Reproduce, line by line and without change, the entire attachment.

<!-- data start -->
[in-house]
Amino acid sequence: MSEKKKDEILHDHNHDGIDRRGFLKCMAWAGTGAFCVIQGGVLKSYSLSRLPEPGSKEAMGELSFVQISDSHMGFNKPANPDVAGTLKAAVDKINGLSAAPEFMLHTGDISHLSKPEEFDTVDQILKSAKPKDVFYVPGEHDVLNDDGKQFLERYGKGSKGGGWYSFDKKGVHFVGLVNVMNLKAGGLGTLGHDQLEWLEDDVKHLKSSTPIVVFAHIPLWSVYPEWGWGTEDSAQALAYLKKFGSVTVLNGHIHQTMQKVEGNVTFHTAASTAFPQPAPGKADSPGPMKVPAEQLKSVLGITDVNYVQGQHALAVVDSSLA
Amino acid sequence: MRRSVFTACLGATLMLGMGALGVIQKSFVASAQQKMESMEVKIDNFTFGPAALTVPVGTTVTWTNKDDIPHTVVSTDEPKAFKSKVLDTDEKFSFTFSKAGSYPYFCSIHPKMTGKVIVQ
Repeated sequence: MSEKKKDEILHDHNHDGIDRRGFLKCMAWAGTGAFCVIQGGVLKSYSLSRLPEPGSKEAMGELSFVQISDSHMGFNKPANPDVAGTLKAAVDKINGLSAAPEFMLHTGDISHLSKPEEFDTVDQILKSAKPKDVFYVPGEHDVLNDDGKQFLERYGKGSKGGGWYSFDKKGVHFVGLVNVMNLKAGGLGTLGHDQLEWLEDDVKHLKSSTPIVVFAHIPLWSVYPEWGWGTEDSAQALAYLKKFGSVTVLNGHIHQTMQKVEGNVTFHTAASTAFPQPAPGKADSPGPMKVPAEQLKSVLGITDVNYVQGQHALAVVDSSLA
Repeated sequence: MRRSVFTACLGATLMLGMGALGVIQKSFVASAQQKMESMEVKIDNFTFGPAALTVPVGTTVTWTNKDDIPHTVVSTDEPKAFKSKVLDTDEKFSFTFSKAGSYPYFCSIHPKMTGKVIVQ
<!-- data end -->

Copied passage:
[in-house]
Amino acid sequence: MSEKKKDEILHDHNHDGIDRRGFLKCMAWAGTGAFCVIQGGVLKSYSLSRLPEPGSKEAMGELSFVQISDSHMGFNKPANPDVAGTLKAAVDKINGLSAAPEFMLHTGDISHLSKPEEFDTVDQILKSAKPKDVFYVPGEHDVLNDDGKQFLERYGKGSKGGGWYSFDKKGVHFVGLVNVMNLKAGGLGTLGHDQLEWLEDDVKHLKSSTPIVVFAHIPLWSVYPEWGWGTEDSAQALAYLKKFGSVTVLNGHIHQTMQKVEGNVTFHTAASTAFPQPAPGKADSPGPMKVPAEQLKSVLGITDVNYVQGQHALAVVDSSLA
Amino acid sequence: MRRSVFTACLGATLMLGMGALGVIQKSFVASAQQKMESMEVKIDNFTFGPAALTVPVGTTVTWTNKDDIPHTVVSTDEPKAFKSKVLDTDEKFSFTFSKAGSYPYFCSIHPKMTGKVIVQ
Repeated sequence: MSEKKKDEILHDHNHDGIDRRGFLKCMAWAGTGAFCVIQGGVLKSYSLSRLPEPGSKEAMGELSFVQISDSHMGFNKPANPDVAGTLKAAVDKINGLSAAPEFMLHTGDISHLSKPEEFDTVDQILKSAKPKDVFYVPGEHDVLNDDGKQFLERYGKGSKGGGWYSFDKKGVHFVGLVNVMNLKAGGLGTLGHDQLEWLEDDVKHLKSSTPIVVFAHIPLWSVYPEWGWGTEDSAQALAYLKKFGSVTVLNGHIHQTMQKVEGNVTFHTAASTAFPQPAPGKADSPGPMKVPAEQLKSVLGITDVNYVQGQHALAVVDSSLA
Repeated sequence: MRRSVFTACLGATLMLGMGALGVIQKSFVASAQQKMESMEVKIDNFTFGPAALTVPVGTTVTWTNKDDIPHTVVSTDEPKAFKSKVLDTDEKFSFTFSKAGSYPYFCSIHPKMTGKVIVQ